Pharmacokinetic optimisation of antiemetic therapy.
Author(s): Campbell M, Bateman DN
Affiliation(s): Northern Regional Drug and Therapeutics Centre, Newcastle upon Tyne, England.
Publication date & source: 1992-08, Clin Pharmacokinet., 23(2):147-60.
Publication type: Review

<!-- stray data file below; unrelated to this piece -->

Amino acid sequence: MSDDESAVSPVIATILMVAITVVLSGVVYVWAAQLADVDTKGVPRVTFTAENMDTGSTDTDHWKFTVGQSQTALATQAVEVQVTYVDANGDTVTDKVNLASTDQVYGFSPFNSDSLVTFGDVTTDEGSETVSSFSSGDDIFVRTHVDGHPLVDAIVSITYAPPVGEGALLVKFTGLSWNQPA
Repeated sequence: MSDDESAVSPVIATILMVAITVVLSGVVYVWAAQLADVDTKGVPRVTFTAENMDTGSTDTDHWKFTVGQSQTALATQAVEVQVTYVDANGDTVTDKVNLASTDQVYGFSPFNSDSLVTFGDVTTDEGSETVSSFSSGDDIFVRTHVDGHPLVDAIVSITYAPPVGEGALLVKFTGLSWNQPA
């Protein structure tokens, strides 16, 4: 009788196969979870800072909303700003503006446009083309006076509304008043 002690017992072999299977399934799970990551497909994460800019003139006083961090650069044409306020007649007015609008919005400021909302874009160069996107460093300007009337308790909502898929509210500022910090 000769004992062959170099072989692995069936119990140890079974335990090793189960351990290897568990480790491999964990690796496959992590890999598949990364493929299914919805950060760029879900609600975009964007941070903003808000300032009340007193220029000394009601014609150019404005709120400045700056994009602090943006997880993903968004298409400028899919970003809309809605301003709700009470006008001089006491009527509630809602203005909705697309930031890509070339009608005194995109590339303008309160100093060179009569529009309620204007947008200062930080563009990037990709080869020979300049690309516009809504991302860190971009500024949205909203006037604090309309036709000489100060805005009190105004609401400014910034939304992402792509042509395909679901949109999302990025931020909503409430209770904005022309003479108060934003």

Antiemetic drugs are used to treat nausea and vomiting due to a variety of causes and have a wide range of pharmacological properties. The choice of drug will, therefore, depend in part on the condition being treated. The drugs can be classified as dopamine antagonists (including phenothiazines and nonphenothiazines), corticosteroids, cannabinoids, benzodiazepines, serotonin antagonists, antihistamines and anticholinergics. There is very little evidence of a relationship between plasma drug concentrations and either their efficacy or the incidence of adverse effects with most antiemetic drugs. With drugs for which concentration-effect studies have been performed, e.g. the benzodiazepines and antihistamines, the effects monitored have not been directly relevant to their use as antiemetics. Antiemetics are used widely, for example, in cancer chemotherapy. Nonetheless, apart from metoclopramide, little work has been done on the influence of indicators of systemic disease on the pharmacokinetics of antiemetic drugs.